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Wrong-way car accidents occur when one or more vehicles travel in a lane opposite to the flow of traffic. According to the National Transportation Safety Board (NTSB), wrong-way accidents do not occur as frequently as other types of accidents in Massachusetts. However, these accidents tend to result in more serious injuries and fatalities. These collisions are typically more severe because the wrong-way driver is usually unaware that they are traveling in the wrong lane. As such, the oncoming driver may be driving at high rates or erratically while drivers in the proper lane usually have little to no time to safely avert the impending collision. Wrong-way accident injury victims may be able to recover for their losses under Massachusetts personal injury laws.

Massachusetts wrong way car collisions usually occur because the negligent driver is intoxicated, under the influence of illicit or prescribed medication, distracted, or fatigued. Further, some of these accidents occur because the road conditions are unsafe or the weather presents motorists with obstructions related to fog, heavy rain or snow. The NTSB reports that these accidents are amongst the “most serious types of highway accidents.”

For instance, recently, a local news report described a harrowing Massachusetts wrong-way accident. Law enforcement responded to the scene of an accident in Somerset, Massachusetts. According to reports, an SUV driver was driving east on the highway’s west side when it slammed into a sedan. The sedan burst into flames, and the 21-year-old driver died at the scene of the accident. The 50-year-old SUV driver from Rhode Island, survived, but suffered serious injuries.

New England winter weather can be treacherous, especially for those who do not have experience handling inclement conditions. Although October is the month that sees the highest number of Massachusetts car accidents, winter weather generally increases the likelihood of car accidents, slip-and-falls, and other types of personal injury. In Massachusetts, those that suffer injuries in a car accident or other incident because of another’s negligence may be able to recover for their damages. However, snow and ice-related accidents can present many challenges to injury victims as the circumstances surrounding these accidents may not be clear. It is important that injury victims consult with an attorney to discuss their rights and remedies in these cases.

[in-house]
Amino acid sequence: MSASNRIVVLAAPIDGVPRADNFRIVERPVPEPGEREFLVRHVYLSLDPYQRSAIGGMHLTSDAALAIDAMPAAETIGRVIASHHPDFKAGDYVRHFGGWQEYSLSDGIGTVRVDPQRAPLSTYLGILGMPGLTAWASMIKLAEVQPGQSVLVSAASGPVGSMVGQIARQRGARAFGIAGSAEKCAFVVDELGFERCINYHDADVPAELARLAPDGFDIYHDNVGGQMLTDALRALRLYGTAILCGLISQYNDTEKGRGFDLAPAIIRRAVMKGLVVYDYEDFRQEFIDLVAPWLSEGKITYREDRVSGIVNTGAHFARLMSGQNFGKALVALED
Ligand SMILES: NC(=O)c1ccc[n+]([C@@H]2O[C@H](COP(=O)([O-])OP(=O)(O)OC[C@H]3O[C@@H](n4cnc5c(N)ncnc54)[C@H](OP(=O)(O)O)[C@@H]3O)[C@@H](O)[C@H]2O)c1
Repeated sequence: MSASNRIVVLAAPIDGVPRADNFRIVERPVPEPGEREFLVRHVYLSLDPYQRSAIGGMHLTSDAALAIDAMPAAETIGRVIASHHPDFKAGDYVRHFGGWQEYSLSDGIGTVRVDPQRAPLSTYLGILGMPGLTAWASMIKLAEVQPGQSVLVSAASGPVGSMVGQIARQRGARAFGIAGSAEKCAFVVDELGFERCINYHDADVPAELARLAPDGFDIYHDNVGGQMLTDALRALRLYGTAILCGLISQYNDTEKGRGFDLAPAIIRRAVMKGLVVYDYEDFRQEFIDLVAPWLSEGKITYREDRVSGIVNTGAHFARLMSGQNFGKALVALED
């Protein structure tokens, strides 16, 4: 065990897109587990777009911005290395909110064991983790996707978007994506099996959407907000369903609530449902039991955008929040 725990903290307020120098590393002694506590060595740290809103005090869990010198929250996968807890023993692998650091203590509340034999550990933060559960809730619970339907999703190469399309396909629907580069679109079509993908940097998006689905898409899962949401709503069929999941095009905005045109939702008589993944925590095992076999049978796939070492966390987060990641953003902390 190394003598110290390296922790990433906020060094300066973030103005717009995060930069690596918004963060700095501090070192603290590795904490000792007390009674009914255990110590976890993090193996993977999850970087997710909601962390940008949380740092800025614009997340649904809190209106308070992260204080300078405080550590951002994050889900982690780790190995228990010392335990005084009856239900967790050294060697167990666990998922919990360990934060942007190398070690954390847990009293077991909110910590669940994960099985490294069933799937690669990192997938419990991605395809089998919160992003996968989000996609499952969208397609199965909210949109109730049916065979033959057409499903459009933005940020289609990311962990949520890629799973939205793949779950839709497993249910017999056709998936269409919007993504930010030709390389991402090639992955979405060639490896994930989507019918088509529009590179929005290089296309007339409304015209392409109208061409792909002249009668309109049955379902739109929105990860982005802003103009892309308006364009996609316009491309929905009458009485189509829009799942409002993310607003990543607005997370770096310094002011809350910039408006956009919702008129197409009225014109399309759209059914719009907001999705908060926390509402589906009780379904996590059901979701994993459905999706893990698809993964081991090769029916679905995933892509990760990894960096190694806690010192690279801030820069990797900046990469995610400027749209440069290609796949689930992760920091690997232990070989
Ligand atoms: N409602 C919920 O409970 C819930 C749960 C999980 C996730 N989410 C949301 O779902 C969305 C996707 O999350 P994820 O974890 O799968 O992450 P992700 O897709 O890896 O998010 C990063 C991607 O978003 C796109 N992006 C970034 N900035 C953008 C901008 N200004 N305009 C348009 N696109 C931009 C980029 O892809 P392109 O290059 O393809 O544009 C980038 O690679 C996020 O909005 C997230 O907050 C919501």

Many premises liability accidents stem from snow and ice slip-and-falls, trip-and-falls, and step-and-falls. These accidents may occur when a property owner fails to remove snow or ice from their home or business. The failure to make a property safe may result in serious injuries to a visitor or guest. The most common injuries from a snow or ice accident are broken bones, concussions, traumatic brain injuries, spinal cord damage, and organ damage. In many cases, these injuries require both emergency and long-term medical treatment. Even with insurance, these medical treatments are often costly and may deter the victim’s ability to continue gainful employment. In these cases, victims should pursue damages against the negligent party.

In some snow and ice accidents, liability may be evident, especially in situations where it is clear that a property owner failed to make their property safe, or an at-fault driver was acting negligently in operating their vehicle. However, cases are rarely straightforward, and defendants may blame the victim and avoid liability under the state’s comparative negligence or assignment laws. For example, an at-fault driver may argue that the injury victim suddenly braked their vehicle, thereby causing the rear-end driver to slam into them. Moreover, a property owner may try to attribute liability to a third-party hired to remove snow from the owner’s business or home. However, despite the legal theories that defendants may purport to avoid liability, winter weather can lead to disastrous accidents.